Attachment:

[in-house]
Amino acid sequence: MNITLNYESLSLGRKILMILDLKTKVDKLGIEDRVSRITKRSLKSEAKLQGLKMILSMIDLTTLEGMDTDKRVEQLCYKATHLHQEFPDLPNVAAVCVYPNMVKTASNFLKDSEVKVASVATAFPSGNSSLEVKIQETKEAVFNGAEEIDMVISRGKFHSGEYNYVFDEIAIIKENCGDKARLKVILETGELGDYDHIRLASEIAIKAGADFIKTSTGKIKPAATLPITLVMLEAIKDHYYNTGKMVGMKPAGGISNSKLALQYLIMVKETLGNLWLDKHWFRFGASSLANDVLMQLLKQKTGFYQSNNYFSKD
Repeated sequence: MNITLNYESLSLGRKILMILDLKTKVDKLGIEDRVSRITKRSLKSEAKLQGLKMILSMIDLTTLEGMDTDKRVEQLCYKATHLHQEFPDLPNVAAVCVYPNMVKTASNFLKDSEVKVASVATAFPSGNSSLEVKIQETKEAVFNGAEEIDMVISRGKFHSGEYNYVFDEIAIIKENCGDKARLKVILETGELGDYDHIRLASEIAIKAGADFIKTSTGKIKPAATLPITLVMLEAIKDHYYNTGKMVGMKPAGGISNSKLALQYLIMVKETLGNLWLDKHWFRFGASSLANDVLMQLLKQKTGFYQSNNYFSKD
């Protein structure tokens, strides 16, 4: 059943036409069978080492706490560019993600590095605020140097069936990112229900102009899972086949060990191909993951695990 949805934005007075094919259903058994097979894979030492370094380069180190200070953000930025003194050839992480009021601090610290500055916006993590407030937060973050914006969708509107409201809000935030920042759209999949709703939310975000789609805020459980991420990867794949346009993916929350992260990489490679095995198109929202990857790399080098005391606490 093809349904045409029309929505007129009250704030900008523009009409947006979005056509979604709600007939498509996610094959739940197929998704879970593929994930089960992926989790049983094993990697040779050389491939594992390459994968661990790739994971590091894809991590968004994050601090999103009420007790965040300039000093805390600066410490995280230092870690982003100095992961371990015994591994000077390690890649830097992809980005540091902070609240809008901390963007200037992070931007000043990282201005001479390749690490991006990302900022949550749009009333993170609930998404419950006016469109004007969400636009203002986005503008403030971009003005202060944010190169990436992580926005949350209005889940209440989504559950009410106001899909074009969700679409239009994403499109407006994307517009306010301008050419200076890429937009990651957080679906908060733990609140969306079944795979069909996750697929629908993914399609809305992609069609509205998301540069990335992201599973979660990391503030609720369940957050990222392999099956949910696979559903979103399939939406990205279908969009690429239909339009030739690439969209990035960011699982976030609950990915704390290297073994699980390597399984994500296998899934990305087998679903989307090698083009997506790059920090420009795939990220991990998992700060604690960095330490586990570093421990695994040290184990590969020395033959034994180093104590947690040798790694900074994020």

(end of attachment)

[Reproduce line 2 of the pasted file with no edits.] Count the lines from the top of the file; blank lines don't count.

Amino acid sequence: MNITLNYESLSLGRKILMILDLKTKVDKLGIEDRVSRITKRSLKSEAKLQGLKMILSMIDLTTLEGMDTDKRVEQLCYKATHLHQEFPDLPNVAAVCVYPNMVKTASNFLKDSEVKVASVATAFPSGNSSLEVKIQETKEAVFNGAEEIDMVISRGKFHSGEYNYVFDEIAIIKENCGDKARLKVILETGELGDYDHIRLASEIAIKAGADFIKTSTGKIKPAATLPITLVMLEAIKDHYYNTGKMVGMKPAGGISNSKLALQYLIMVKETLGNLWLDKHWFRFGASSLANDVLMQLLKQKTGFYQSNNYFSKD